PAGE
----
“They want the Legislature to create more residencies, so that when we generate more doctors here in the medical schools, they can stay in this state and get a residency here and practice in Florida once they’re done,” Edmonds said.
Residency programs are 3- to 5-year periods medical school graduates spend at a hospital or health clinic before completing their medical education.
According to Hoad, increasing the number of in-state residencies is the fastest method of increasing the pool of medical practitioners.
“Most young doctors tend to stay where they did their residency,” Hoad said. “If you graduate from USF and then do your residency in Virginia, chances are you’ll set up a practice in Virginia because you’ve already been practicing in that community.”
But Hoad said there was still a problem because fewer in-state residencies exist in Florida than in other parts of the country.
“I think it’s clear that Florida is getting most of its physician workforce from people moving to the state from other states across the country,” he said. “It may be that a lot of those people that move here are older, so Florida in the future may face a real problem as those doctors retire.”
At USF, a total of 588 students are enrolled in 67 residency programs.
According to Hoad, about half of these students are graduates of the USF medical school. Each year approximately 100 students are admitted into USF’s residency programs.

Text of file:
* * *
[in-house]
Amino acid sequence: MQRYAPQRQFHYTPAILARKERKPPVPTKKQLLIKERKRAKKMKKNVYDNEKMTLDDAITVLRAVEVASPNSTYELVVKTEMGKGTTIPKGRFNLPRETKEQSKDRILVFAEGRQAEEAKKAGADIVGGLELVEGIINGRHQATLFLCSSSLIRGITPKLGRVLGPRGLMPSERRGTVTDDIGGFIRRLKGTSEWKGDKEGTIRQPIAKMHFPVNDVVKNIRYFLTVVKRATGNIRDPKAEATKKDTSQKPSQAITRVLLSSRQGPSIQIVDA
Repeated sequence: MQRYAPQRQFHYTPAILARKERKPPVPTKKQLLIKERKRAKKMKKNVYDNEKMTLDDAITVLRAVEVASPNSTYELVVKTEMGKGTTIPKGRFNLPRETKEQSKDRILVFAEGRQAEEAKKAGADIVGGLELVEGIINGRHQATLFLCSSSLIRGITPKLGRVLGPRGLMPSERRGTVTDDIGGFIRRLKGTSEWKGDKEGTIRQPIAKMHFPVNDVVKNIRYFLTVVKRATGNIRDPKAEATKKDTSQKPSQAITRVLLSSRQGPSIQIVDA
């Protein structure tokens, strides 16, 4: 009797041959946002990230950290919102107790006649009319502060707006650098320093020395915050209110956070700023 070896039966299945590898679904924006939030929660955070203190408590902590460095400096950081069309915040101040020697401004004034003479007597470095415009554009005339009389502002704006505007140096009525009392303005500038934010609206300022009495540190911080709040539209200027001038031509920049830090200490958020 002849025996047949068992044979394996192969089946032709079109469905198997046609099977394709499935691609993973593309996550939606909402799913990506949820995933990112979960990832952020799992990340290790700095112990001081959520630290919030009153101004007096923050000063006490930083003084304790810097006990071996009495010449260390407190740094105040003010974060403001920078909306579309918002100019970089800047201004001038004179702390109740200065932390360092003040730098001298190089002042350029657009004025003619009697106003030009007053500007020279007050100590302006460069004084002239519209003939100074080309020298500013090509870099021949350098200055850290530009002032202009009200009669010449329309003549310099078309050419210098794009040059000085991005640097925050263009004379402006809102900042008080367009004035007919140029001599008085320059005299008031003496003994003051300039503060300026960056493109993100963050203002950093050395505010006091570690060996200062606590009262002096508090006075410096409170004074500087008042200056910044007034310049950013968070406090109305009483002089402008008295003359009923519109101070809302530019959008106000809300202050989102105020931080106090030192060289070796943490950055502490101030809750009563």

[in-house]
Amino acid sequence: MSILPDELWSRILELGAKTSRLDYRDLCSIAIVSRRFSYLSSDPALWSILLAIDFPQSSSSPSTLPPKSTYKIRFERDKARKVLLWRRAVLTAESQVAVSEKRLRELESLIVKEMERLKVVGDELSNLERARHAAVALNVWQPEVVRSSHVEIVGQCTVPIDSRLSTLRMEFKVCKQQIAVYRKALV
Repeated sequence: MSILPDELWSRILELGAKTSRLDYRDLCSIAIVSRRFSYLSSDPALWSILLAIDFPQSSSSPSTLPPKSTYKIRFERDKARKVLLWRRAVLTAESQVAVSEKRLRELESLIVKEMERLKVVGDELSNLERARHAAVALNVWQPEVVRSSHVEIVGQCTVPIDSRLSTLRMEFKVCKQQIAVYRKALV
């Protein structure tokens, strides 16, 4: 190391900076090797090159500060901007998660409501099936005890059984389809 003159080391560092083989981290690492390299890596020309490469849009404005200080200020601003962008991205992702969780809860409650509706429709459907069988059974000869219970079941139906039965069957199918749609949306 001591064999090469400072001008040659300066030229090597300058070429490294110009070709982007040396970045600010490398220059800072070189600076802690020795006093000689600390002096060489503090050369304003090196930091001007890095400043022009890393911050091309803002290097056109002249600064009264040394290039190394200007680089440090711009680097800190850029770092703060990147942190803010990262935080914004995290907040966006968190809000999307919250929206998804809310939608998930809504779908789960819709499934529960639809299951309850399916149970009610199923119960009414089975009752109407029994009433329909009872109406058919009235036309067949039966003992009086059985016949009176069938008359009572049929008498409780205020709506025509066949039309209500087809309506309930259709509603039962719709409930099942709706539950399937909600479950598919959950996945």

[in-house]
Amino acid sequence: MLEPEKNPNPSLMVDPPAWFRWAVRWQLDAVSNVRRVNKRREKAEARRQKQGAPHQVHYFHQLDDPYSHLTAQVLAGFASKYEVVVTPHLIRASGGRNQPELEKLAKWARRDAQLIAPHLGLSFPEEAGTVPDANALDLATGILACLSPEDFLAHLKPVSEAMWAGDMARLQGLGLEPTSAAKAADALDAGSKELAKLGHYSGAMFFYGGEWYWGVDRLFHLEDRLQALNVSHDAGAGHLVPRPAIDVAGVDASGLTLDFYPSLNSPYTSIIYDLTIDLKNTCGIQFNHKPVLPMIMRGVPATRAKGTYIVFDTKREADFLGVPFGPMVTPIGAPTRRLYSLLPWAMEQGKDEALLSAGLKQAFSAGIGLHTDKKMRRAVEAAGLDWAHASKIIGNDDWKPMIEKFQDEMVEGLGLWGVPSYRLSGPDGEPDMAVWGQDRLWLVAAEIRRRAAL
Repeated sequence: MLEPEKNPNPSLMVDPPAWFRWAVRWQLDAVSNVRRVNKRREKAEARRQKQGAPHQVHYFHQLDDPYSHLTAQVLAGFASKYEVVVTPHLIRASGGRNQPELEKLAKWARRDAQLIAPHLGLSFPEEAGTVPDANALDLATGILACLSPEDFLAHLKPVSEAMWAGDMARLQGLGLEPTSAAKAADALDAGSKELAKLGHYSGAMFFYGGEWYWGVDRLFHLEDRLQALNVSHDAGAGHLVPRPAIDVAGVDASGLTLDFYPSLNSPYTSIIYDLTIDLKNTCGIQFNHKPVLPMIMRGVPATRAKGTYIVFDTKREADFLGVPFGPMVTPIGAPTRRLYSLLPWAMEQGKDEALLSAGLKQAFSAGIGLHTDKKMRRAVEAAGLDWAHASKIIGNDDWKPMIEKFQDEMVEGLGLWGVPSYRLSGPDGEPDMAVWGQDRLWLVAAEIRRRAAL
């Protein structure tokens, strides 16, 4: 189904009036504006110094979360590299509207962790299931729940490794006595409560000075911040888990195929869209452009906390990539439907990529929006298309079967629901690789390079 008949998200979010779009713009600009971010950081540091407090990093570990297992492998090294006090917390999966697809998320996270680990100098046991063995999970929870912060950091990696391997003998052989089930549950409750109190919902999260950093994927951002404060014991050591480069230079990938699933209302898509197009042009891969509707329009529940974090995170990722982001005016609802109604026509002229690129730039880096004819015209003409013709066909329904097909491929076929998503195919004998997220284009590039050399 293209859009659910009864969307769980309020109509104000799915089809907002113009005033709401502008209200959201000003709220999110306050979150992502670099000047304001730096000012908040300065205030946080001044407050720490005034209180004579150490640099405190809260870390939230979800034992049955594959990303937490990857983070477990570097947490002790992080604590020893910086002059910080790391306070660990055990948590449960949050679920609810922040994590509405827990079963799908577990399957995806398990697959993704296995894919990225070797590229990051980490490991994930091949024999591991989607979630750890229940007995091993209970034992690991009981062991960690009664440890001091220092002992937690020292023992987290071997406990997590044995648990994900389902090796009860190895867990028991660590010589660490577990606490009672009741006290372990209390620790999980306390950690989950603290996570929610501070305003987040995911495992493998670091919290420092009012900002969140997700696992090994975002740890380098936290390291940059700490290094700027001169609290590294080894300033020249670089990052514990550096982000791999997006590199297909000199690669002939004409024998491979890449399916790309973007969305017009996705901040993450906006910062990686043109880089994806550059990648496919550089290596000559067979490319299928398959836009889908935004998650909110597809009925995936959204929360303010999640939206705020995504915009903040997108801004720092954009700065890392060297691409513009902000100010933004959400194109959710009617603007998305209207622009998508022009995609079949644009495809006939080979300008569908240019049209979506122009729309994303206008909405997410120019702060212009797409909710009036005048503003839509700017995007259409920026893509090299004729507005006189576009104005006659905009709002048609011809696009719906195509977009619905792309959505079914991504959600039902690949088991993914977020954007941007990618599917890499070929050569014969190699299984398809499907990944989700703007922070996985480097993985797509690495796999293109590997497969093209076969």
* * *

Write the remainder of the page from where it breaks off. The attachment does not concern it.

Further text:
According to a UCF press release, Florida Hospital and Orlando Regional Healthcare have agreed to establish 95 new medical residencies in cooperation with the UCF medical college.
“There is a bona fide shortage of physicians in this state,” Edmonds said. “(The BOG) saw nothing in the future that was going to change that, that it was in fact going to get worse, not better. So if it’s hard to get a doctor’s appointment now, 10 years from now it may get even harder.”
New health centers to benefit USF area
The USF physicians group received a bond issuance March 16 for $47 million to fund two new outpatient centers to be part of the Center for Advanced Health Care.
The 30-year bond will help pay for one outpatient center near Tampa General Hospital and another center located at the northeast corner of west Holly Drive and Magnolia Drive on the USF campus.
According to spokeswoman for USF Health Anne DeLotto-Baier, the new centers will have a significant impact on the surrounding community and will provide training for medical and nursing students.
“Students will be learning and taking care of patients while under the supervision of USF faculty,” DeLotto-Baier said. “The concept being is that it is a new way to provide a team approach to taking care of the patient and educating our health students in medicine and nursing.”
Medicine and nursing students train at the USF medical clinic and Tampa General Hospital as well as other outpatient community clinics in the area.
“(The new clinics) will expand the outpatient portion of their training,” DeLotto-Baier said.
Construction for the center near Tampa General Hospital has already started, while construction for the USF campus has been scheduled for next fall.